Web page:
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LornaLove's avatar

Has a self-help book ever helped you?

Asked by LornaLove (9931points) September 12th, 2016

I’ve always enjoyed, what one would call, self-help books. Lately, I have begun to suspect that self-help is all a bunch of hogwash.

I have been reading a book by a very well known author and personality who claims that by thinking young you can remain youthful.

Not only in mind but literally in the physical body. We are talking vanishing wrinkles and general body rejuvenation.

I liked the books premise because it is fascinating to me, that some people live very long lives and remain youthful whilst other’s don’t.

I decided to look the author up and to my horror I thought she appeared very ‘aged’ for her chronological age. Which, to my mind is contradictory to what she is saying?

I have no idea why I like the idea of reading a book and getting some life-changing advice or inspiration. No matter which genre.

Have you read any book, seen an inspirational movie, heard a motivational speaker or other, that totally changed your life? Or, at the very least imparted wisdom that you carry with you today? If so, do share?

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14 Answers

Love_my_doggie's avatar

I’ve been helped by some medical self-care and first aid guides. Both types of books can provide very practical, objective information; they might promote wellness over the long-term and relieve suffering, perhaps even save lives, in an acute situation.

As for change-your-life books, no. I’ve found them to be nonsense.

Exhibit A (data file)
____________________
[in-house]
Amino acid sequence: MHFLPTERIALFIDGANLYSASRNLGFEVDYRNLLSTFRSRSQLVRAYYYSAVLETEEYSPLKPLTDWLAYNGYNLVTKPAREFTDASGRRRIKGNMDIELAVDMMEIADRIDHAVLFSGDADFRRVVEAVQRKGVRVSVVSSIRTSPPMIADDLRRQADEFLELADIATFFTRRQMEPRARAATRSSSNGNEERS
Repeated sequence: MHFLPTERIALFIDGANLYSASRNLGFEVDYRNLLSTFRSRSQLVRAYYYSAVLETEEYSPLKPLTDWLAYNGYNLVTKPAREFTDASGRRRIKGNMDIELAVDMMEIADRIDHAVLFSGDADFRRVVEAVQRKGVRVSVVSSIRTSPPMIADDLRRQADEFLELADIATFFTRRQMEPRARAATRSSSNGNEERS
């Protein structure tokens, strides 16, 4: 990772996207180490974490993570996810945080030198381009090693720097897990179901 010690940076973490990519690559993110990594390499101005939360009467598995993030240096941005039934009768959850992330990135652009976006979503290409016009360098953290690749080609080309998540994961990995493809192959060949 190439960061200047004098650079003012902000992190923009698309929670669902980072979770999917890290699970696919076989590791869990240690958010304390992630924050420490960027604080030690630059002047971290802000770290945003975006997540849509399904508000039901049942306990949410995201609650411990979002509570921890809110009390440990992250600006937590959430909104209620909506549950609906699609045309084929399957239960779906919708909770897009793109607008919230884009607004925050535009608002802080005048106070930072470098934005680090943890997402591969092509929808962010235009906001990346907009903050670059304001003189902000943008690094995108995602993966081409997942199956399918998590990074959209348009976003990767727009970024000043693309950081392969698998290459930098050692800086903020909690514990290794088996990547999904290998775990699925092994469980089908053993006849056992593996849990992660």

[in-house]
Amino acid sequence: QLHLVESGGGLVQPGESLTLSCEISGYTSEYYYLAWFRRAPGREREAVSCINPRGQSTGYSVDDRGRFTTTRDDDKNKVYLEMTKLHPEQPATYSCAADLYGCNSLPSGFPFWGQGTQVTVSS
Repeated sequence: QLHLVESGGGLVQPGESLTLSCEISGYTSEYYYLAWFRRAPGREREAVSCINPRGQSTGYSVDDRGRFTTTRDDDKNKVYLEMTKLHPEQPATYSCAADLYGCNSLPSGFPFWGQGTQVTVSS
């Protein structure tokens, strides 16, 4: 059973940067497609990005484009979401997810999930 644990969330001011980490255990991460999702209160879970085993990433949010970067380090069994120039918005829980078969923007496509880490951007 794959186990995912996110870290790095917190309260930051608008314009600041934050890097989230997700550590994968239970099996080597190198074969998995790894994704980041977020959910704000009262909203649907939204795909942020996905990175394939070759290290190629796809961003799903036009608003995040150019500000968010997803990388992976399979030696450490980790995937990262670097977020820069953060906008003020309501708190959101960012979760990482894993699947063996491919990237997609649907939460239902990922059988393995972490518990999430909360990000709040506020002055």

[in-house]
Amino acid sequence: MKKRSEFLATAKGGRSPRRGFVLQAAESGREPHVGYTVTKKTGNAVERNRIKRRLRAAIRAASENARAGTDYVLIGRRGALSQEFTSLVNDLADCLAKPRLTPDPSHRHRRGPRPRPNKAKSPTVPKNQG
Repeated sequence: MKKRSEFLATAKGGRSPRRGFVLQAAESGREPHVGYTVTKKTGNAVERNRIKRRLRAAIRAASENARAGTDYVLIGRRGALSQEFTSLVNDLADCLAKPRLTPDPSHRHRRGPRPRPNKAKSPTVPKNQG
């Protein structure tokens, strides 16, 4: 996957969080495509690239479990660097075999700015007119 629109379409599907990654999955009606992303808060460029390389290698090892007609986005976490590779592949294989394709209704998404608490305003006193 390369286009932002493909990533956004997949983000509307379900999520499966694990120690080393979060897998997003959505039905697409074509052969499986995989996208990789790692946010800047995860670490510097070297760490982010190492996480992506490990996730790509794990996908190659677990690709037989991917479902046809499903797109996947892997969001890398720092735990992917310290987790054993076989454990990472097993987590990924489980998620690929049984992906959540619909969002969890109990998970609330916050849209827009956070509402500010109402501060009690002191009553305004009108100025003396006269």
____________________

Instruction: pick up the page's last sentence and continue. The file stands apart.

I once bought a book titled, “Solving the Procrastination Puzzle.” No, I’m not a big procrastinator – I generally do things on schedule and somewhat efficiently – but everyone has room for improvement. The book was badly-written and unhelpful, a complete waste of $12.

ARE_you_kidding_me's avatar

Can’t think of one. I’m inclined to think hogwash too.

Mimishu1995's avatar

A single book can’t change my life. It may have an impact on me but a drastical change requires time and experience. I always think of self-help book as a person giving me instructions on how to do something. You don’t get what you want by listening to them, you have to actually do it yourself. And as you do your thing you will realize there are more suitable ways for you to do it apart from the instructions.

I also found out that something tends to leave a bigger impact on me when it is first hidden from my sight, not obviously presented to me. During my high school time there were many motivational speakers coming to my school. I attended all of them, but none of them left me with as much impact as one hour and a half sitting alone watching this movie, because the movie’s message is very subtle btw you should check it out. It’s a great movie :p

I got much if not most of my help from surprisingly this site. I can see myself changing with a much faster speed than any period of my life since I became seriously involved in Fluther. I think Fluther offers me an enlighting environment to learn and grow, and I’m exposed in that environment everyday. That’s how experience changed my life.

zenvelo's avatar

The books that help are ones that tell you change is possible, but it requires time, patience, and work. Books that tell you a quick re-thinking will change your life are false prophets.

Since I am in recovery, a number of books on recovery have helped, and a few on spirituality. The Four Agreements is one I reflect on three or four times a week. And Scott Peck’s The Road Less Traveled taught me quite bit, but became more important to me after I heard him speak.

elbanditoroso's avatar

No, not me.

I can tell you that my (ex-)wife read one and that led to the breakup of your marriage. So I have a rather negative view of them.

ragingloli's avatar